The death of US Supreme Court Justice Ruth Bader Ginsburg has prompted an outpouring of grief, but also set off political machinations that could have have long-term implications for the pharmaceutical industry.
A pioneering attorney who was the second women on the Supreme Court, Ginsburg became a cultural icon for progressives due to her life story, rigorous advocacy of principles, and personal style. RBG joined FDR and JFK in the pantheon of three-initialed Democratic lions that may some day also include AOC.
A momentous fight over who is to succeed her will now follow, but the most likely outcome appears to be that a conservative jurist nominated by President Trump will be confirmed by the Republican-controlled Senate, perhaps after the election on 3 November but before the new Congress is seated next year.
The Supreme Court vacancy changes the dynamic of the presidential campaign and would seem to increase the president’s reelection chances since it shifts the focus away from the administration’s response to the coronavirus pandemic (which the public has had a low opinion of) and it activates evangelical voters (who had been decidedly less enthusiastic about Trump this time around).
For pharma, the aftermath of Ginsburg’s death means that drug pricing won’t get as much attention during the presidential campaign, which will be good news for industry.
As for who pharma wants to win the presidency, the natural answer would be the Republican, but Trump’s frequent antagonism of the industry, even if it hasn’t been followed by deft policy attacks, has been troubling. (Also see "Trump’s Drug Pricing Plan: The Headlines Are The Goal – But Also A Threat" - Pink Sheet, 15 Sep, 2020.)
The election of Joe Biden, on the other hand, means that the Senate might swing to the Democrats as well and create the risk of significant drug pricing legislation, though the nominee’s rhetoric has so far been relatively non-toxic. (Also see "Does Biden Bode Well For Pharma? Convention Sets Promising Tone For Campaign" - Pink Sheet, 21 Aug, 2020.)
As for how a new justice could affect the pharma industry, assuming a Trump nominee is confirmed, the Supreme Court would then have a 6-3 majority of Republican-nominated justices that will continue to look very skeptically on any government efforts to assert more authority – from expanding health insurance to promulgating manufacturing regulations.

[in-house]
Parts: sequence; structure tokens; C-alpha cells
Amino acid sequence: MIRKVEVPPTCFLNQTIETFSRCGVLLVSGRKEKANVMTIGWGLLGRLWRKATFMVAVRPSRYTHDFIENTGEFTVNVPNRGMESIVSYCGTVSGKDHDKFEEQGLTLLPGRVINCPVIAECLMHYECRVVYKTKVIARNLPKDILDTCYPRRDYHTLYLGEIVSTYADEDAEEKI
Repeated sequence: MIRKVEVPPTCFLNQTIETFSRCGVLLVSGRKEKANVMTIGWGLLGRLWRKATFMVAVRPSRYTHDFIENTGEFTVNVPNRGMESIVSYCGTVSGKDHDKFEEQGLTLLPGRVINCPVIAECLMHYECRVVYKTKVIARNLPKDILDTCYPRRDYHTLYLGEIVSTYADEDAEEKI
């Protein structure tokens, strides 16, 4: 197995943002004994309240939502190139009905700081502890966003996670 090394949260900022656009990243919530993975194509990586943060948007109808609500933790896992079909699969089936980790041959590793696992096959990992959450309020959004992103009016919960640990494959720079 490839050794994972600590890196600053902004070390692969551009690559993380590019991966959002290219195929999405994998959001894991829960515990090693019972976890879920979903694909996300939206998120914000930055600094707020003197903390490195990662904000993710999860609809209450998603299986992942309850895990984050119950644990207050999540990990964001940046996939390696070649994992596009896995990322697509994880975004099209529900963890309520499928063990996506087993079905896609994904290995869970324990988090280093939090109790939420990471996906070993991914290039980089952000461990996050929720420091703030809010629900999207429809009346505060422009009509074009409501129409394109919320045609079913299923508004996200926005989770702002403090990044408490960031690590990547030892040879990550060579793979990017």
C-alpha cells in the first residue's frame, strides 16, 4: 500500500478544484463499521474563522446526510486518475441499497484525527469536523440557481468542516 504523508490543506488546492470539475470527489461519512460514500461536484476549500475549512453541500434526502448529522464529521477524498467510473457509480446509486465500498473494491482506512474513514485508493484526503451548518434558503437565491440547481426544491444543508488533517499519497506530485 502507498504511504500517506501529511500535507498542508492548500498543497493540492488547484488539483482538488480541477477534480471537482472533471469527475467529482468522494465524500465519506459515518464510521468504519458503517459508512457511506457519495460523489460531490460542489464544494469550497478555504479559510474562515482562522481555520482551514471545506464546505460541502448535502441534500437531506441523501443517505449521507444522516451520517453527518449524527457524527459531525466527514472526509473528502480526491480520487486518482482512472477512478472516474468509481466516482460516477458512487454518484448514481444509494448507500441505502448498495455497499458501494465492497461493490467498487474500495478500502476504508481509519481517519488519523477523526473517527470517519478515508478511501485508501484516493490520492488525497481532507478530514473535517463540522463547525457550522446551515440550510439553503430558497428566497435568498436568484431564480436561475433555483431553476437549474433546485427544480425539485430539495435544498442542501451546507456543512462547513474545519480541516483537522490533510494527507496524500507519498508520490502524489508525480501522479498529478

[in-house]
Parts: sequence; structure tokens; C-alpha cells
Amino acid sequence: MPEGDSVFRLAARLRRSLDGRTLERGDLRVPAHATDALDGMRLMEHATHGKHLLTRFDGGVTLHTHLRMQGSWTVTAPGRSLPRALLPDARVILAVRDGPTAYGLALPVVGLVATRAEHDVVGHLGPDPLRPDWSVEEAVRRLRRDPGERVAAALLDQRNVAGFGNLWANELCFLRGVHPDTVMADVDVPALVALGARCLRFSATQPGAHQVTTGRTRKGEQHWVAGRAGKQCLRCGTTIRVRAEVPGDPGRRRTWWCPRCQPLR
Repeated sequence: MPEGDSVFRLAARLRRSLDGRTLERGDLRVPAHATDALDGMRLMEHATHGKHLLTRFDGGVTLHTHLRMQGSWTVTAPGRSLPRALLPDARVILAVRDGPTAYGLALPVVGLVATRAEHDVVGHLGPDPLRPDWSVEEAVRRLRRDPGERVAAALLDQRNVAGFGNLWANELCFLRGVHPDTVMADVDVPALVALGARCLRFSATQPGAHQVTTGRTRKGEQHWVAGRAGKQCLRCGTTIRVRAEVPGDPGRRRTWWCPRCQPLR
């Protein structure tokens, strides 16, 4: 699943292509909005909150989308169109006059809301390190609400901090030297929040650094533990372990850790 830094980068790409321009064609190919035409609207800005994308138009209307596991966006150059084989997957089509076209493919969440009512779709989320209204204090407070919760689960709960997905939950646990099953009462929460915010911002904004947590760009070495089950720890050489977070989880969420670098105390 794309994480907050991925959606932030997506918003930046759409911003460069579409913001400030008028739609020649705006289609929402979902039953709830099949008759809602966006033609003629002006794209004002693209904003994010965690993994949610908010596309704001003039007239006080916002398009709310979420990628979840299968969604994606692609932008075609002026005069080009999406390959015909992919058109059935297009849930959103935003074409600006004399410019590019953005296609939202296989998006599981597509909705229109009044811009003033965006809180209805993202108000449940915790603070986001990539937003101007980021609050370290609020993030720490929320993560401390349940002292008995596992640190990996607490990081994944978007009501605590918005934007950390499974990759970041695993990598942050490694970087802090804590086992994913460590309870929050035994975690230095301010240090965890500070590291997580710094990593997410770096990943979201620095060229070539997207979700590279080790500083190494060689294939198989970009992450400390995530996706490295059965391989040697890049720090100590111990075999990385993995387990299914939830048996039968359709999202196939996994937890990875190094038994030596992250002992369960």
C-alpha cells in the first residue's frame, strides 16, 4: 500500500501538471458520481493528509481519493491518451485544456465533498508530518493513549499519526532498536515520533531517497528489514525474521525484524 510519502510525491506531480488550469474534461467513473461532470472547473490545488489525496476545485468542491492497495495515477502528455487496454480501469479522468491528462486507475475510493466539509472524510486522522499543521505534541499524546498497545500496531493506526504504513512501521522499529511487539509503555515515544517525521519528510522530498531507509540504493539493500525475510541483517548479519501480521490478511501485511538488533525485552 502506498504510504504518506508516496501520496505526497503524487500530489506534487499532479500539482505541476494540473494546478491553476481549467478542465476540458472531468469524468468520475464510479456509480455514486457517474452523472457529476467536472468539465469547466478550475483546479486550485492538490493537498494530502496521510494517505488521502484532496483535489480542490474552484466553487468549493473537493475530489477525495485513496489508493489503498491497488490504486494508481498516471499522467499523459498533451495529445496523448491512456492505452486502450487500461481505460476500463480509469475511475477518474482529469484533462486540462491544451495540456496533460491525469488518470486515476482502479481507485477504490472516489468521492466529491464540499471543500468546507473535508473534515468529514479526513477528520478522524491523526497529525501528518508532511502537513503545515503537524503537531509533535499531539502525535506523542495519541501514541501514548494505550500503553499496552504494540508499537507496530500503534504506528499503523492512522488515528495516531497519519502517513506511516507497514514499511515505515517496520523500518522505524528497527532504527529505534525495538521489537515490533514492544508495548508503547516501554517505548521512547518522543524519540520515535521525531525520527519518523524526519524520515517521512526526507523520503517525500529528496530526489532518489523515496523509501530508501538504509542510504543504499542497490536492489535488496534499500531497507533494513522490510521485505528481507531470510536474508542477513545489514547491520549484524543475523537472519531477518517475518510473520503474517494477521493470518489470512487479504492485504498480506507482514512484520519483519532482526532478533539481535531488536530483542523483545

On some issues particularly salient to industry, notably product liability and patents, recent court decisions have been relatively bipartisan, and a new justice is unlikely to shift the court’s tack there either, although the two justices that Trump has already put on the Supreme Court have yet to establish clear records in those areas. (Also see "Judge Kavanaugh May Be Good US Supreme Court Pick For Pharma" - Pink Sheet, 10 Jul, 2018.)
And Ginsberg’s absence on the court won’t change the fact that firms now basically have to self-enforce many advertising claims because of earlier unfavorable judicial rulings against the FDA. (Also see "Court Halts Boehringer’s COPD Inhaler Comparative Claims Vs. GSK Products" - Pink Sheet, 7 Sep, 2020.)
That kind of diminishment of the FDA will probably be the biggest legacy of the more conservative court. The agency will likely be given little deference by the justices in cases involving any statutory ambiguity, meaning that firms will have a better chance of beating the FDA in court – but so might someone peddling products that weren’t actually based on the most rigorous science.
Sponsors have of course long chaffed at the FDA’s gatekeeper functions when decisions didn’t go their way, but they’ve also built their business around the idea that the agency’s authority would help them convince payers to accept the high prices of their products because of their proven value.
And while it’s never been the only way firms show their drug is worth the price, if FDA approval becomes less meaningful, the business model will have to shift more dramatically to other ways of demonstrating a product’s value.